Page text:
Our family, which is based in New York, has been coming to Eleuthera for over thirty years, and we have visited there in all seasons. Although it's tropical, there is a subtle seasonal variation in the flora which we have come to appreciate. Depending on the season of our visit, we might look forward to the blooms and fragrances of the poinciana, lignum vitae, yellow elder, the native plums, and the many bushes and flowering plants. If you're there at the right time, you might find sapodilla fruit, sea grapes, various plums, mango, tamarind, etc, in your backyard or at the local vendor. It has taken us more than a quarter of a century to become familiar with the rich flora of Eleuthera.
When the Leon Levy Native Plant Preserve opened, we were thrilled that we could find everything we had seen and learned about the trees and plants of Eleuthera--and it was all now in one location. The Preserve is conveniently located in the middle of Eleuthera, on 25 acres on a wide part of an island that is renown for its spectacular beaches. But there is so much more to this beautiful island, and the Preserve points these attributes out exceptionally well. Working in concert with the Bahamas National Trust, the Preserve was designed as a research center for traditional bush medicine, as a place to re-introduce and propagate indigenous plants and trees, and an educational center especially for the local children, and it also strives to promote environmental awareness, biodiversity and sustainability. This noble vision was inspired by the work of Leon Levy, and the Preserve was dedicated to his memory by his wife, Shelby White, and is truly a work of love.
There is a history and a lore to the many types of wood in The Bahamas. For example, the Bahamian national tree is the lignum vitae; it is among the densest of woods and was used to shape ship anchors, ball bearings, mallets and such.
In the mid-seventeenth century, the settlers of Eleuthera sent a shipment of brasiletto in appreciation for much needed supplies. Harvard sold the wood and eventually sent a plaque of thanks which hangs in the library in Governor's Harbour.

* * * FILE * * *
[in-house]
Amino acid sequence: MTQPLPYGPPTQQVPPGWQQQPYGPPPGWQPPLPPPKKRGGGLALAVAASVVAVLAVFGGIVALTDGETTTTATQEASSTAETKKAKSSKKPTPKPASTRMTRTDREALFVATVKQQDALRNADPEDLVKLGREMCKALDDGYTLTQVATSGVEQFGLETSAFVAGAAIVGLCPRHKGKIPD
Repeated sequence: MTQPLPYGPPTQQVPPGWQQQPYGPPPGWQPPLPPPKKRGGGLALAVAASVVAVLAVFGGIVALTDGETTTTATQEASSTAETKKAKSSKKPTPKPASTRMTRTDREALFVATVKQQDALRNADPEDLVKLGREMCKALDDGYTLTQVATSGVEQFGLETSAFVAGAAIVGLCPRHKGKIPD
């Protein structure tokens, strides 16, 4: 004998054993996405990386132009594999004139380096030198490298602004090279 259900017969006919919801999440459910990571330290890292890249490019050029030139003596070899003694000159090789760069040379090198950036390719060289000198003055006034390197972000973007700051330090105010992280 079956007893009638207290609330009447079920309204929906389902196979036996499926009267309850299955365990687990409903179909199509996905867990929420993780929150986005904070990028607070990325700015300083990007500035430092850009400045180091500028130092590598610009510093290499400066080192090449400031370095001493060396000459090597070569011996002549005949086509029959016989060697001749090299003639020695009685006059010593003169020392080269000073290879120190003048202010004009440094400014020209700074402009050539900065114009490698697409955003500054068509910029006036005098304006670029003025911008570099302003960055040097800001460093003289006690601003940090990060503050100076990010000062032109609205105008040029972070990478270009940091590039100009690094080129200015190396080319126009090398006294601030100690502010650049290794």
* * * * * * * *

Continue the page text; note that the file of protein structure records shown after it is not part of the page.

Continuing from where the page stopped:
Poisonwood is poisonous (and there are several of these trees planted so you can identify them in the wild), and a remedy is a similar looking tree called the gumelemi.
This and many other stories can be learned by walking through, up and around the various gardens and paths, by perusing the reading materials or speaking with the helpful guides.
My husband and I, being physicians, were very interested in the medicinal uses of plants and spent quite a bit of time at the bush medicine plantings.
We walked all the trails in the three hours we spent at the Preserve, including the one up to Ethan's tower for a lovely 360 degree view. It is not a difficult hike, and well worth the extra time. Bring a camera, and comfortable shoes are a good idea.
The Preserve is an exquisite gift to the people of Eleuthera, and one which any visitor to this beautiful island should make a point in visiting. For us, it is a gem which we look forward to sharing with our children and grandchildren.
This review is the subjective opinion of a TripAdvisor member and not of TripAdvisor LLC.